A lot of uncertainties exist in the swine world, and using manure as a fertilizer raises five main sources of uncertainty.
• Nitrogen need of the crop (due to every growing season being different)
• Nutrient content of the manure
• Availability of the manure nutrients to the crop
• Nitrogen volatilization during application
• Application variability and rate uncertainty
Daniel Andersen, Iowa State University assistant professor in the Agricultural and Biosystems Engineering Department, addresses how to deal with these uncertainties in his most recent blog The Manure Scoop.
Andersen suggests minimizing each of the sources of uncertainty, “in some cases this may be practical, in others it might be impossible,” he writes. “For example, manure sampling gives us a good indication of the nutrient content of the manure, but as we all know manure isn’t always consistent, so it isn’t a perfect indicator. One way we often hear people handling this is by adding a little extra nitrogen, some insurance nitrogen, but is that really the best approach?”
Some calculations to find out how this uncertainty impact manure decision making led Andersen down a trail called the “value of information.” Essentially asking if you can now make a better decision because of something you learned from it, how much extra value that adds. “So I did that for manure sampling and was pretty happy, but then someone said, even if I sample I may be more confident about what’s in the manure, but there is still some error in that so maybe I should still be putting on a little insurance nitrogen.”
Andersen used the Maximum Return to Nitrogen calculator to estimate profit per acre after field activities and subtracting the value of the nitrogen applied to the crop above the MRTN rate (because that was nitrogen you could have used elsewhere). “What I found is that uncertainty in how much nitrogen always lowered our profit as compared to if we had perfect knowledge. Probably because there was always a chance of putting on too much nitrogen or too little nitrogen, where if we really knew the perfect amount we could hit the nail on the head.” He found it interesting that when uncertainty does exist, the ideal nitrogen rate was just a little lower than when producers had perfect knowledge.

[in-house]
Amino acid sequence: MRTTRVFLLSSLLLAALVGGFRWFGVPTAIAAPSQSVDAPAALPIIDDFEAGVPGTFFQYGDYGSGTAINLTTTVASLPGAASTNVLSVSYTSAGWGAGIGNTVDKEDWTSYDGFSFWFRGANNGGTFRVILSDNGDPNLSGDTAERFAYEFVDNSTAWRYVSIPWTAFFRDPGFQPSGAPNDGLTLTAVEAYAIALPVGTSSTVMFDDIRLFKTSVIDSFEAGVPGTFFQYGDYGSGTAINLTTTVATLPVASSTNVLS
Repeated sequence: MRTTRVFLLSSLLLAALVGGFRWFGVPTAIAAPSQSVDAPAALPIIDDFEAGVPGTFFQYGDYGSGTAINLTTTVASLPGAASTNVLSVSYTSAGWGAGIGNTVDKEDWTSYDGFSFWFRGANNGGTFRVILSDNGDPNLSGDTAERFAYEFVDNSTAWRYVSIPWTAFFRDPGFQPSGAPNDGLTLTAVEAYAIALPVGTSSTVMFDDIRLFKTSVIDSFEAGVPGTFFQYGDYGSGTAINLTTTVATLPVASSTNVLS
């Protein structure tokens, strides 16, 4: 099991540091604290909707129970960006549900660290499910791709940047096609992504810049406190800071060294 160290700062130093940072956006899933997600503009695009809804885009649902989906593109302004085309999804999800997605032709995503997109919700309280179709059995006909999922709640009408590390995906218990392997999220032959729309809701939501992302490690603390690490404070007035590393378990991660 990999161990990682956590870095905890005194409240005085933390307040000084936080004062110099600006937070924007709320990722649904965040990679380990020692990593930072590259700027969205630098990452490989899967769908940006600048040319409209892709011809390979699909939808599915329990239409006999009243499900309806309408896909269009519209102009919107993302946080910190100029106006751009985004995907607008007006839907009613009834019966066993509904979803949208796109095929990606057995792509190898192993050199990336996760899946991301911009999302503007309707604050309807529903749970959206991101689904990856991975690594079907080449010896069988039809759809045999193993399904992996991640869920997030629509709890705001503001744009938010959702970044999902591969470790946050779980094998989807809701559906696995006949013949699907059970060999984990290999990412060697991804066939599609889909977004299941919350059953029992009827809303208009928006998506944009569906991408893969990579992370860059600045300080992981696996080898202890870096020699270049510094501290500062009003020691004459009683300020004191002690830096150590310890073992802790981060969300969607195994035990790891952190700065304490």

A few observations Andersen experienced were the chance the manure might have higher nitrogen content “worked to our advantage at low application rates, because there was potential that in the area where corn yield was really sensitive to nitrogen application rate that we actually put a bit more on than we were trying to. However, once we got toward that maximum profit zone we didn’t peak quite as high.” He surmised that was because the uncertainty meant producers were never quite hitting that nail on the head as they might be a little short or wasting a little.
The takeaway from this is that the more we know, the more accurate we can be in hitting the nail on the head and maximizing our profit — “but you already knew that. I mean we say hindsight is 20/20 for a reason, so no surprise there,” he writes.
He found an interesting part was looking at how putting on that insurance nitrogen (just a little extra) impacted the maximum profit. “Essentially what I saw was that a little extra just doesn’t help us handle that uncertainty. Extra N actually hurts us as we are at a spot on the yield response curve that is relatively flat and the risk of wasting extra nitrogen hurts our profit more than the risk supplying that extra N.”
Log on to read this and other “Manure Scoop” blogs by Andersen, aka Dr. Manure.